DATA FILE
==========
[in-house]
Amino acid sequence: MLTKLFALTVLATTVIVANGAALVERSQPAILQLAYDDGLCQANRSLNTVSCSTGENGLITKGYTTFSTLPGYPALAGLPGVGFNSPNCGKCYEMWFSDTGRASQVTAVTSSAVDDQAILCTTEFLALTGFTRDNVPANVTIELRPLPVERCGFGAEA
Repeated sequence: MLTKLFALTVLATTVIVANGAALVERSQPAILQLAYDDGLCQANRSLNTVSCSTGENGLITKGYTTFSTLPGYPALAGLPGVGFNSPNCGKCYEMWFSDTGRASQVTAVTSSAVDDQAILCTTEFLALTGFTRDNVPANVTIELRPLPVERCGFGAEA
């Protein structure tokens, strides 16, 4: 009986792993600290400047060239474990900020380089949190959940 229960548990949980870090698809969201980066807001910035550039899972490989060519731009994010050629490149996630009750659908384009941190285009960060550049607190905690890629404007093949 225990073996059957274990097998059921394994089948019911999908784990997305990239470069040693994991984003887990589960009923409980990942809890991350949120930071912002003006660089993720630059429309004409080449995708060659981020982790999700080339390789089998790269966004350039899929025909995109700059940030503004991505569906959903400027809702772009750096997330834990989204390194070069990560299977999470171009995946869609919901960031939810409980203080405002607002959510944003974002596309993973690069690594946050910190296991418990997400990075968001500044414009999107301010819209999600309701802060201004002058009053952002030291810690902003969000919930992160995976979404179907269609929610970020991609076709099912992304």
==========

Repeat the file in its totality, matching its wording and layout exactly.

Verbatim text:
[in-house]
Amino acid sequence: MLTKLFALTVLATTVIVANGAALVERSQPAILQLAYDDGLCQANRSLNTVSCSTGENGLITKGYTTFSTLPGYPALAGLPGVGFNSPNCGKCYEMWFSDTGRASQVTAVTSSAVDDQAILCTTEFLALTGFTRDNVPANVTIELRPLPVERCGFGAEA
Repeated sequence: MLTKLFALTVLATTVIVANGAALVERSQPAILQLAYDDGLCQANRSLNTVSCSTGENGLITKGYTTFSTLPGYPALAGLPGVGFNSPNCGKCYEMWFSDTGRASQVTAVTSSAVDDQAILCTTEFLALTGFTRDNVPANVTIELRPLPVERCGFGAEA
């Protein structure tokens, strides 16, 4: 009986792993600290400047060239474990900020380089949190959940 229960548990949980870090698809969201980066807001910035550039899972490989060519731009994010050629490149996630009750659908384009941190285009960060550049607190905690890629404007093949 225990073996059957274990097998059921394994089948019911999908784990997305990239470069040693994991984003887990589960009923409980990942809890991350949120930071912002003006660089993720630059429309004409080449995708060659981020982790999700080339390789089998790269966004350039899929025909995109700059940030503004991505569906959903400027809702772009750096997330834990989204390194070069990560299977999470171009995946869609919901960031939810409980203080405002607002959510944003974002596309993973690069690594946050910190296991418990997400990075968001500044414009999107301010819209999600309701802060201004002058009053952002030291810690902003969000919930992160995976979404179907269609929610970020991609076709099912992304």